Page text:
Property Tax Post: Will Noise over Property Tax Reform Lead to Action in Texas?


Texas has recently been awash in proposed changes to its property tax system from newly-elected legislators, the newly-elected Lieutenant Governor, local officials, and public policy organizations. The proposals range from modest reforms such as hiring experts at the county levels, to the complete abolition of property taxes.

The Texas Public Policy Foundation, through Vance Ginn and James Quintero and a study authored by Arthur Laffer, advocate reforms that would completely eliminate property taxes and replace the revenue with a reformed, and increased sales tax.

At a roundtable of Austin mayoral candidates, several candidates voiced support and offered a variety of proposals on property tax reform. Candidate David Orshalick supported cutting property taxes 20 percent in all taxing districts across the board while Steve Adler, who came in first in voting and will face another candidate in a run-off, believes that Austin should take advantage of the option 20 percent homestead exemption that other Texas cities have instituted.

Several state-level officials also made property tax cuts a central part of their campaign platform. State Senator-Elect Paul Bettencourt (R-Houston) focused on property tax relief in his campaign, and announced on November 13 that he has already introduced S.B. 182 in the Texas Senate. The bill would automatically trigger a roll back tax rate any time a taxing district’s property tax revenues grow by more than 4 percent. Senator-Elect Bettencourt also announced that he plans to file more property tax bills in the near future.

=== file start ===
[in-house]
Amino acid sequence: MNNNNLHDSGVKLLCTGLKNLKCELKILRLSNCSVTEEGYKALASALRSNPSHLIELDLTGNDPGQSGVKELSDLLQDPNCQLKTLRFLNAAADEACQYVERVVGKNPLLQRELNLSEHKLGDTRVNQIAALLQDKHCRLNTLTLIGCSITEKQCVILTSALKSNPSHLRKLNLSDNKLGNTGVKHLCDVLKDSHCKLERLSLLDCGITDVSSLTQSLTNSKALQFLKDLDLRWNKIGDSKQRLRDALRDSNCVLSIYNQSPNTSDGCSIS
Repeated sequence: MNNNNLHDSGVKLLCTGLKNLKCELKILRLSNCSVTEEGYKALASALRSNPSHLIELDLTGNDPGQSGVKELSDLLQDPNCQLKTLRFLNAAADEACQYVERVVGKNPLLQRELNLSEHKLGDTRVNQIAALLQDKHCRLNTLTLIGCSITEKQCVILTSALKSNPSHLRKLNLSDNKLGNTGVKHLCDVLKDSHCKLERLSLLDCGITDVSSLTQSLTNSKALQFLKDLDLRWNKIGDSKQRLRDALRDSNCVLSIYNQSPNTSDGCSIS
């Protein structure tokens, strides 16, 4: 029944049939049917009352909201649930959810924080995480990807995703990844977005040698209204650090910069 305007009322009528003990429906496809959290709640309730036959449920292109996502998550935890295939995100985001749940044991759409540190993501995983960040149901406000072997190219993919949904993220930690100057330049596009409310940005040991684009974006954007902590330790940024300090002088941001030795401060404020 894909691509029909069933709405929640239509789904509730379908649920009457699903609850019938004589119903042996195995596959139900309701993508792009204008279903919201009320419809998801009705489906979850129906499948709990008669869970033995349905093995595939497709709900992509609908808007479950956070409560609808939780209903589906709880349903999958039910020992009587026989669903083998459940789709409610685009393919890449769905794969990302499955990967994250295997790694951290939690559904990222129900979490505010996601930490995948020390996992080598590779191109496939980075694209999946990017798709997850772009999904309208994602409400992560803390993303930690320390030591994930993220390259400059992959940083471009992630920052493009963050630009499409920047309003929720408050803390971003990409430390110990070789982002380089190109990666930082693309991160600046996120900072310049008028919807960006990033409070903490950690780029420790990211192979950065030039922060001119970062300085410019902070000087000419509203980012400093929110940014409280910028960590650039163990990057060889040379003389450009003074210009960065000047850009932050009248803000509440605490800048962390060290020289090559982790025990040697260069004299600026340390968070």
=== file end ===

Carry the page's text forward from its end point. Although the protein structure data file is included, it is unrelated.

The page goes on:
Former radio host and Lieutenant Governor-Elect Dan Patrick has a history of opposing property taxes and has expressed  a desire to eliminate property taxes. He has also advocated modifying Texas’ tax formula and shifting to more reliance on sales tax. Governor-Elect Greg Abbott has expressed that tax relief generally is a priority, but he has not articulated a position on property tax reform.

It’s unclear when and whether it will happen, but it looks likely that property tax reform will be coming to Texas soon. 

Continue the conversation on Bloomberg BNA’s State Tax Group’s LinkedIn page: If Texas cuts property taxes, how should it make up the difference in funding for local services, if at all?


By: George Lynch

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